The popular thought is that comic book movies can’t stay hot forever. Wanna bet? Captain America: The Winter Soldier, X-Men: Days of Future Past and The Amazing Spider-man 2 all crossed $200 million. The year’s top performer, Guardians of the Galaxy, didn’t even have character familiarity aiding it. Lots of people who don’t read comic books know who Spider-man is, but how many normals out there were amped and excited to finally see live-action versions of Groot, the talking tree, and Rocket, the homicidal raccoon? The Marvel brand is still as hot as they come, as just slapping their logo onto a property is a license to print money. Surely, there has to be a point of oversaturation, when comic book movies hit a number so high they exceed demand. That number is eleventy billion.
When is a box office bomb a blessing? When it sends a message. The Expendables 3 didn’t tank just because a copy was leaked on the Internet. It tanked because we’re done with Sly Stalone’s silly shenanigans. Sex Tape’s fizzle may finally help people see what I’ve been pointing out for decades: Cameron Diaz is not good at comedy…or talking…or anything. Seth McFarlane’s A Million Ways to Die in the West failed miserably, which couldn’t have happened to a nicer horribly offensive trainwreck. The Giver was a reminder that we don’t need to adapt literally every young adult property ever created. Perhaps most importantly, Transcendence’s lackluster haul may finally serve notice to Johnny Depp that he can stay in France as long as he’d like.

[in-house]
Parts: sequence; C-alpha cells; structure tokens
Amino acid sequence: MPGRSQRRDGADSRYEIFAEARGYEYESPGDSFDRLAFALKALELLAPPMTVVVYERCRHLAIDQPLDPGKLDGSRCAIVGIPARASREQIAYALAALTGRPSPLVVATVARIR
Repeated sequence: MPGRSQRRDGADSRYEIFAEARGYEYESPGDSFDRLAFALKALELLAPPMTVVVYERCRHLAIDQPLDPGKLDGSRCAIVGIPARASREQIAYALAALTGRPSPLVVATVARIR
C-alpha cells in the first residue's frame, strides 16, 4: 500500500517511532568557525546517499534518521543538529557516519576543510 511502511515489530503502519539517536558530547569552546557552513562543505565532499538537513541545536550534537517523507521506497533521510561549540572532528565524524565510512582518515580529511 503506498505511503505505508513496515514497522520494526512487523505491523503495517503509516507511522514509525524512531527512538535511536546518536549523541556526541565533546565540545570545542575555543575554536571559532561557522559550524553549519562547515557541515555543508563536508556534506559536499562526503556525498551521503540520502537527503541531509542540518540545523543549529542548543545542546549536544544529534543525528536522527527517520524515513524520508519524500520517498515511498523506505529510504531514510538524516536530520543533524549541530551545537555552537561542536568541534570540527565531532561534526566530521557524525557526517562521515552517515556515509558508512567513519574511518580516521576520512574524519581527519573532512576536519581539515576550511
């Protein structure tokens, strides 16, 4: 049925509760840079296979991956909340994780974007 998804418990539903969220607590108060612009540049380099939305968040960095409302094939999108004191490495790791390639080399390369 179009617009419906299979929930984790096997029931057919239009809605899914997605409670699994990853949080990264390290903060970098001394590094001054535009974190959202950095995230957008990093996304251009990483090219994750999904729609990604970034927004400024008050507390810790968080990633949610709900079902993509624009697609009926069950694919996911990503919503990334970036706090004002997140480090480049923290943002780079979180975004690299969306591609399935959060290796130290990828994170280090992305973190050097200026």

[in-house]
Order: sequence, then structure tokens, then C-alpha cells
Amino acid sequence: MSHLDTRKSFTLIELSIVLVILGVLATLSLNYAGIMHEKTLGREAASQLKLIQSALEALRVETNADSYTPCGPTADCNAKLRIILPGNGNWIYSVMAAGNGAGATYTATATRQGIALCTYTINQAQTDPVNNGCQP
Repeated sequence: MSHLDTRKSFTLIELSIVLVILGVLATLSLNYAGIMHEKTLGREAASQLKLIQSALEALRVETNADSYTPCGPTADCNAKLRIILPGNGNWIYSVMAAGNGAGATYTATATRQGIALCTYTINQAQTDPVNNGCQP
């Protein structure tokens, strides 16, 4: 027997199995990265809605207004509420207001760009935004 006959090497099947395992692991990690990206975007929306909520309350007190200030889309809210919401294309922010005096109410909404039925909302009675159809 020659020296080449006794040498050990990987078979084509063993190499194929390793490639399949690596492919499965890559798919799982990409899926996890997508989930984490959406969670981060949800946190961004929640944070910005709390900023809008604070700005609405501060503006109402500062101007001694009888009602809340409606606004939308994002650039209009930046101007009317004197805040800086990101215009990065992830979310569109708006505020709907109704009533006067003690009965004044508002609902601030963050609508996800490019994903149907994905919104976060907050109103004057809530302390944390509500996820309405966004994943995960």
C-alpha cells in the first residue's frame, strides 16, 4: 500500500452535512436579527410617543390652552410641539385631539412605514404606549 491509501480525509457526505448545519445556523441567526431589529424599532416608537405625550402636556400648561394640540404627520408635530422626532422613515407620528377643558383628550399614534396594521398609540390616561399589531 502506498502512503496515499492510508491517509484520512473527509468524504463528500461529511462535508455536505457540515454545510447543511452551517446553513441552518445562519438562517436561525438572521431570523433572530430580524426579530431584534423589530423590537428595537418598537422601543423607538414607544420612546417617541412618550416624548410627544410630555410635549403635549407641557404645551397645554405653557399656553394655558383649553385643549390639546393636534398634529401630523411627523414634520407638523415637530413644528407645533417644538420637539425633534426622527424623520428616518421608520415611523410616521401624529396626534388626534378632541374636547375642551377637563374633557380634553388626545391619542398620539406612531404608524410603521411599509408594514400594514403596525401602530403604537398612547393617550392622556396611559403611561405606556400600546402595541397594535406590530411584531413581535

Let’s Hear It for New Voices
Few things are as exciting as when a previously unknown creative human steps up and says “Look at me! I make good things!” The aforementioned Gillian Robespierre did that with Obvious Child, a movie that was as sophisticated as it was hilarious. Writer/director Justin Simien turned Dear White People from a Kickstarter project into the most important movie about racial dialogue in ages. Dan Gilroy’s Nightcrawler was downright David Fincher-esque and featured the gnarliest performance from Jake Gyllenhaal ever. But it’s the arrival of Jennifer Kent that is most potentially game changing. Horror is a genre that often lends itself to violent misogyny. Even when it doesn’t, most entries in the genre are uninspired and schlocky. The Babadook was scary, smart, subtle and stunning. It’s unclear if Kent plans on staying with this genre or expanding into others, but wherever she goes, I’m following.